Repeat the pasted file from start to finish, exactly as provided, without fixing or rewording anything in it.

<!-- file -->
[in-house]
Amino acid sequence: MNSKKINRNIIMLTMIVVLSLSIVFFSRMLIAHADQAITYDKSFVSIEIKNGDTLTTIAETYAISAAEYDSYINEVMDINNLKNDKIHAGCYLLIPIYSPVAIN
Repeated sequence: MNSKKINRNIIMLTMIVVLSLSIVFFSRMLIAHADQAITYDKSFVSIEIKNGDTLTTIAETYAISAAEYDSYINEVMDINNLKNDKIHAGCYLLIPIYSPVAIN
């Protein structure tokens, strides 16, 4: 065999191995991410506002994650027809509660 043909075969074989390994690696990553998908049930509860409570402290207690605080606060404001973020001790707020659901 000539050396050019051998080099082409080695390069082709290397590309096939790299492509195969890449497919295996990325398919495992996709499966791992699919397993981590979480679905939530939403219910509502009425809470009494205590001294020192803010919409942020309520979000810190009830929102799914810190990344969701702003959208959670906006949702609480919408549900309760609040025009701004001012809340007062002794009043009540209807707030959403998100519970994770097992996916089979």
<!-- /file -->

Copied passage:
[in-house]
Amino acid sequence: MNSKKINRNIIMLTMIVVLSLSIVFFSRMLIAHADQAITYDKSFVSIEIKNGDTLTTIAETYAISAAEYDSYINEVMDINNLKNDKIHAGCYLLIPIYSPVAIN
Repeated sequence: MNSKKINRNIIMLTMIVVLSLSIVFFSRMLIAHADQAITYDKSFVSIEIKNGDTLTTIAETYAISAAEYDSYINEVMDINNLKNDKIHAGCYLLIPIYSPVAIN
């Protein structure tokens, strides 16, 4: 065999191995991410506002994650027809509660 043909075969074989390994690696990553998908049930509860409570402290207690605080606060404001973020001790707020659901 000539050396050019051998080099082409080695390069082709290397590309096939790299492509195969890449497919295996990325398919495992996709499966791992699919397993981590979480679905939530939403219910509502009425809470009494205590001294020192803010919409942020309520979000810190009830929102799914810190990344969701702003959208959670906006949702609480919408549900309760609040025009701004001012809340007062002794009043009540209807707030959403998100519970994770097992996916089979």